Last week, I was running late for work (as usual) and the last thing I needed to do before stepping out the door was grab a piece of paper I had left on the kitchen table. A man’s name and phone number was on that piece of paper and I had promised I would call him that day. My wife and daughter were in the kitchen, also preparing for work.
The piece of paper was not where I had left it.
After looking for it for a full 30 seconds, (which did include moving several other pieces of paper on the table around) I could not find it.
“Where is that piece of paper with that guy’s number on it? I know I left it right THERE!” I fumed, pointing to a two-square-inch area of the table.
“It was right HERE!” (Underline, italic, bold, all-caps.)
The obvious implication was that one of the people whom I dearly love had taken that incredibly valuable piece of paper and hidden it from me in a vile, evil plot to make my life miserable.
Both of my girls calmly sat there and watched me over-turn and redistribute everything on the table three or four times. It was no use. It was gone. Why weren’t they helping my find it? What was I going to do? I was late for work and I simply had to call that guy today!
Then, strangely, inexplicably, I placed my hand on my back pocket…
Yes, the piece of paper had been there (apparently right next to where I had been keeping my brain) the whole time.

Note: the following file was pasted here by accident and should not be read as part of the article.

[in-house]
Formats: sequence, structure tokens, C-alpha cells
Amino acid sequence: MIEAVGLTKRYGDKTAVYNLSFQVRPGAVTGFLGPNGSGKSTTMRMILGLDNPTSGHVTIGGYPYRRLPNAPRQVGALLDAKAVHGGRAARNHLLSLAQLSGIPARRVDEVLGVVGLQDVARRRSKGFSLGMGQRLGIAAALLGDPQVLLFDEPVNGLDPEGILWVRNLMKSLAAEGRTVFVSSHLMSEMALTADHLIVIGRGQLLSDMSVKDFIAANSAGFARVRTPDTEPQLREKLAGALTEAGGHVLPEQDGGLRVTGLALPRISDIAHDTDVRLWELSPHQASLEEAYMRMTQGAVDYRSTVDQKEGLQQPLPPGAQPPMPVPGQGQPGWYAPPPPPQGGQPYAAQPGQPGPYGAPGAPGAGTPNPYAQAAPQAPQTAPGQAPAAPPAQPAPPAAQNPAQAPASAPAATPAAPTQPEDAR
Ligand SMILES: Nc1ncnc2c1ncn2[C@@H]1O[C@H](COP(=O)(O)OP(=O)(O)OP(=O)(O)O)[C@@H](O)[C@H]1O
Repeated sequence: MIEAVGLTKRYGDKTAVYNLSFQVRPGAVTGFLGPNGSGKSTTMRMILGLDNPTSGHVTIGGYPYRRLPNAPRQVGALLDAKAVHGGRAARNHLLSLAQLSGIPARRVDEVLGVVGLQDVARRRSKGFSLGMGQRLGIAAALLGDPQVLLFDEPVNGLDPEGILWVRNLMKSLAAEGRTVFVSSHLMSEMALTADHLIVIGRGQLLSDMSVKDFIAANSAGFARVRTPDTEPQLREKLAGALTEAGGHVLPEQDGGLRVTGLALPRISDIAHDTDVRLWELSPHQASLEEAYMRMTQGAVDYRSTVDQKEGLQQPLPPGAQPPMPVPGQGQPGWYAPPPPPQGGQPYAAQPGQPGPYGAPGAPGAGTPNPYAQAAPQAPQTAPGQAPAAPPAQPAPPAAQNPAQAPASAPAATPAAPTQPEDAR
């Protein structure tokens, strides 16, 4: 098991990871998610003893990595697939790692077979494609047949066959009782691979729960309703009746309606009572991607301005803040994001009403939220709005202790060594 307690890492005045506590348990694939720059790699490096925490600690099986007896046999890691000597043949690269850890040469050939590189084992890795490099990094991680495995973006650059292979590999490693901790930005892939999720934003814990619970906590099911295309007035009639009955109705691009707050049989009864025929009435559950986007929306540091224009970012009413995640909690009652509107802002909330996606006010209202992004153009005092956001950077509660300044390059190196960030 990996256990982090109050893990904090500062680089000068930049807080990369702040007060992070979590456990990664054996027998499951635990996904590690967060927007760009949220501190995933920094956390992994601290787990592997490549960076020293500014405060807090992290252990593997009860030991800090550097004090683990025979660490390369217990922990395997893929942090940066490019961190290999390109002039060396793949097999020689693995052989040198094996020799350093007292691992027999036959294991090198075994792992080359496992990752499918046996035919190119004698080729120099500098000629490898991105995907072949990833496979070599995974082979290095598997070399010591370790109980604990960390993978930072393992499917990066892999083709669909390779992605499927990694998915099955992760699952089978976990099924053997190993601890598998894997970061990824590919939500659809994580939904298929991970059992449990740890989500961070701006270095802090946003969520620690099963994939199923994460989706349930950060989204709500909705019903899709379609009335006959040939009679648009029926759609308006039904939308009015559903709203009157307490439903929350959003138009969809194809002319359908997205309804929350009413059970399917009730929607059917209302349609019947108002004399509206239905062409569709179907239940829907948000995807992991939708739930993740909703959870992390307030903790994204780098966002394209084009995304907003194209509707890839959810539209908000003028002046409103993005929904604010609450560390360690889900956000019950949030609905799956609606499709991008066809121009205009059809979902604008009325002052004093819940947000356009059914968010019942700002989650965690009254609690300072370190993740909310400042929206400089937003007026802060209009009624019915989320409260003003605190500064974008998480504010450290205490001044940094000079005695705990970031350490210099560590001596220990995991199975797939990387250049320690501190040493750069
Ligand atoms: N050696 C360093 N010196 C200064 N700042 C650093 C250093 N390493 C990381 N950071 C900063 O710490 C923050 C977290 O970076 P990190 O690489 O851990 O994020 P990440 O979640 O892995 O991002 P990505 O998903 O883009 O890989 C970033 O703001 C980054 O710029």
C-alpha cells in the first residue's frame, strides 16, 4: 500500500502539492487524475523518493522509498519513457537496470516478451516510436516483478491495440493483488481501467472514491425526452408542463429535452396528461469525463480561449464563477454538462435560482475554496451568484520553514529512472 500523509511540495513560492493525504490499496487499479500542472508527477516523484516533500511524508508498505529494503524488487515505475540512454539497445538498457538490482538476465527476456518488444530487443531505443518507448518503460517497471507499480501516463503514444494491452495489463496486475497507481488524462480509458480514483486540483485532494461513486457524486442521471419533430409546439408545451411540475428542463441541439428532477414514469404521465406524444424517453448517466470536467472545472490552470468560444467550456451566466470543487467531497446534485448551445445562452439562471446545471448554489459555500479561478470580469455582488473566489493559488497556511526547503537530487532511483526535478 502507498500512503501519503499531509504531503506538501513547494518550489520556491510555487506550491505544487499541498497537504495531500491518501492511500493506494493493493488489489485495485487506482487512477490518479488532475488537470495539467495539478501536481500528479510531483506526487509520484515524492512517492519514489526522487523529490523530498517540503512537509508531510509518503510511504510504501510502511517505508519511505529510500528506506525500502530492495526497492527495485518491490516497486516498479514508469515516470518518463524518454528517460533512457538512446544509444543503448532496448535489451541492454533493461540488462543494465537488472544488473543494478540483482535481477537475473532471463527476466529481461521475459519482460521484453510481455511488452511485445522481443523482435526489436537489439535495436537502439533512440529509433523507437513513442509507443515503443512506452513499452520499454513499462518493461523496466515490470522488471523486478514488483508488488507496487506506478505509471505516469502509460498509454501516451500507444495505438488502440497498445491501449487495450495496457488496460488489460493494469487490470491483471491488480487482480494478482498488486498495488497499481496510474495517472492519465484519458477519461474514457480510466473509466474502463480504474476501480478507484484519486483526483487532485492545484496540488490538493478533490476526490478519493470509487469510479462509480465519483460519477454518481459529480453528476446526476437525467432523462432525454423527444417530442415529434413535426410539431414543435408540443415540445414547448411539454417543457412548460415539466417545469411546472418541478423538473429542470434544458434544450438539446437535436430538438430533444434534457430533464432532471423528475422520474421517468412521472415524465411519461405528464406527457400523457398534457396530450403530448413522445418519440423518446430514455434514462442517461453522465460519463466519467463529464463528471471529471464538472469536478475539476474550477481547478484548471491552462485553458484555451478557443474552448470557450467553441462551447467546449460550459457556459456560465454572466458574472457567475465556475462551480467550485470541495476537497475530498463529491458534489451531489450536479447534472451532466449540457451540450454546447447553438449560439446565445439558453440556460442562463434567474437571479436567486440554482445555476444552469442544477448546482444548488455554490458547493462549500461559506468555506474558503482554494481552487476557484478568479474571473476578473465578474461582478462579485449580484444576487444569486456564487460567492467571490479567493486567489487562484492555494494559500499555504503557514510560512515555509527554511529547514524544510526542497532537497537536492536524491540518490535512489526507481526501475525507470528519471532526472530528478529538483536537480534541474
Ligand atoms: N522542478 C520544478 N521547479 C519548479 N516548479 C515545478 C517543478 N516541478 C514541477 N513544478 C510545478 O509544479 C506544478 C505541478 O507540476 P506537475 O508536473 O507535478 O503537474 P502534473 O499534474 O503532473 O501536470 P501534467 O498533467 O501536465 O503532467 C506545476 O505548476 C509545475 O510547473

The only evil in the room was me. I had let myself fly into a rage when there was no one to blame but me. No excuse--guilty on all counts.
Fruit of the Spirit? Love, joy, peace, patience, kindness, goodness, faithfulness, gentleness, self-control? Now those words rang in my conscience underlined, italicized, in bold-face type and all caps.
Some Christian. Yeah. Epic fail Christian. Somebody ought to beat me senseless with a WWJD bracelet.
I thought I was a new creation when I believed in Christ. How could I act like that?
The apostle Paul was no stranger to this this very thing:
For I do not understand my own actions. For I do not do what I want, but I do the very thing I hate (Romans 7:15 ESV)
He’s even harder on himself than I was on myself:
Wretched man that I am! Who will deliver me from this body of death? (Romans 7:24 ESV)
The fact is, my soul became a new creation when I came to Christ, but my flesh will not become a new creation until the resurrection.
And not only the creation, but we ourselves, who have the firstfruits of the Spirit, groan inwardly as we wait eagerly for adoption as sons, the redemption of our bodies (Romans 8:24 ESV)
So, how do I cope with this flesh, this body of death, until the resurrection?
Who is to condemn? Christ Jesus is the one who died—more than that, who was raised—who is at the right hand of God, who indeed is interceding for us. (Romans 8:34 ESV)
And there is the comfort, the sure hope, the peace. We can lay those sins at the foot of the cross and ask Jesus to intercede. We can pray and cast off those awful, ugly burdens that drag us down. His Spirit does live in us and we can change.
And we can be assured that we will be changed. Maybe not overnight, maybe not in a week, but we know we will share in Christ’s victory.
No, in all these things we are more than conquerors through him who loved us. For I am sure that neither death nor life, nor angels nor rulers, nor things present nor things to come, nor powers, nor height nor depth, nor anything else in all creation, will be able to separate us from the love of God in Christ Jesus our Lord. (Romans 8:37-39 ESV)